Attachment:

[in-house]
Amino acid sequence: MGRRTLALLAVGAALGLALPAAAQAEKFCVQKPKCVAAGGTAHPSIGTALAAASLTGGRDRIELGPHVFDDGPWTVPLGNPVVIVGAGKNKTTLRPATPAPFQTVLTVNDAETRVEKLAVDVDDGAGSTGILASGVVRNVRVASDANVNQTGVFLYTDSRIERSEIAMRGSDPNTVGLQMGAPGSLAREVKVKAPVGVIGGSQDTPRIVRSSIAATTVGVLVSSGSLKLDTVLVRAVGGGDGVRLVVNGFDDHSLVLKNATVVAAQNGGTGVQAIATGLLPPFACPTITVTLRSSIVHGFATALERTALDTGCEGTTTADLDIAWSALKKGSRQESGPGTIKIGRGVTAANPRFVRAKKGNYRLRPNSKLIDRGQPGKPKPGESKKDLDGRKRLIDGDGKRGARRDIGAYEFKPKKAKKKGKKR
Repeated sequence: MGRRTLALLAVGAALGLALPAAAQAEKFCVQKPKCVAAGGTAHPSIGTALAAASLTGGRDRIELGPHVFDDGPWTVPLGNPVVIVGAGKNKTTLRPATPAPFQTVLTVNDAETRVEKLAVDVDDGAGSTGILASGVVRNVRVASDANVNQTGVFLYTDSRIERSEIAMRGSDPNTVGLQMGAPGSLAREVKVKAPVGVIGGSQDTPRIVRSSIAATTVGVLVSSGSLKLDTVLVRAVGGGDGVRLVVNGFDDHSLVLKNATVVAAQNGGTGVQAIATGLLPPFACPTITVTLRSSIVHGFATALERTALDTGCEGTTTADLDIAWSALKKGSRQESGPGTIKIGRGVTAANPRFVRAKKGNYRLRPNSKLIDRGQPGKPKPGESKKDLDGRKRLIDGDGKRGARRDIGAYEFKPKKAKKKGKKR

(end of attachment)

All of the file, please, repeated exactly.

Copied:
[in-house]
Amino acid sequence: MGRRTLALLAVGAALGLALPAAAQAEKFCVQKPKCVAAGGTAHPSIGTALAAASLTGGRDRIELGPHVFDDGPWTVPLGNPVVIVGAGKNKTTLRPATPAPFQTVLTVNDAETRVEKLAVDVDDGAGSTGILASGVVRNVRVASDANVNQTGVFLYTDSRIERSEIAMRGSDPNTVGLQMGAPGSLAREVKVKAPVGVIGGSQDTPRIVRSSIAATTVGVLVSSGSLKLDTVLVRAVGGGDGVRLVVNGFDDHSLVLKNATVVAAQNGGTGVQAIATGLLPPFACPTITVTLRSSIVHGFATALERTALDTGCEGTTTADLDIAWSALKKGSRQESGPGTIKIGRGVTAANPRFVRAKKGNYRLRPNSKLIDRGQPGKPKPGESKKDLDGRKRLIDGDGKRGARRDIGAYEFKPKKAKKKGKKR
Repeated sequence: MGRRTLALLAVGAALGLALPAAAQAEKFCVQKPKCVAAGGTAHPSIGTALAAASLTGGRDRIELGPHVFDDGPWTVPLGNPVVIVGAGKNKTTLRPATPAPFQTVLTVNDAETRVEKLAVDVDDGAGSTGILASGVVRNVRVASDANVNQTGVFLYTDSRIERSEIAMRGSDPNTVGLQMGAPGSLAREVKVKAPVGVIGGSQDTPRIVRSSIAATTVGVLVSSGSLKLDTVLVRAVGGGDGVRLVVNGFDDHSLVLKNATVVAAQNGGTGVQAIATGLLPPFACPTITVTLRSSIVHGFATALERTALDTGCEGTTTADLDIAWSALKKGSRQESGPGTIKIGRGVTAANPRFVRAKKGNYRLRPNSKLIDRGQPGKPKPGESKKDLDGRKRLIDGDGKRGARRDIGAYEFKPKKAKKKGKKR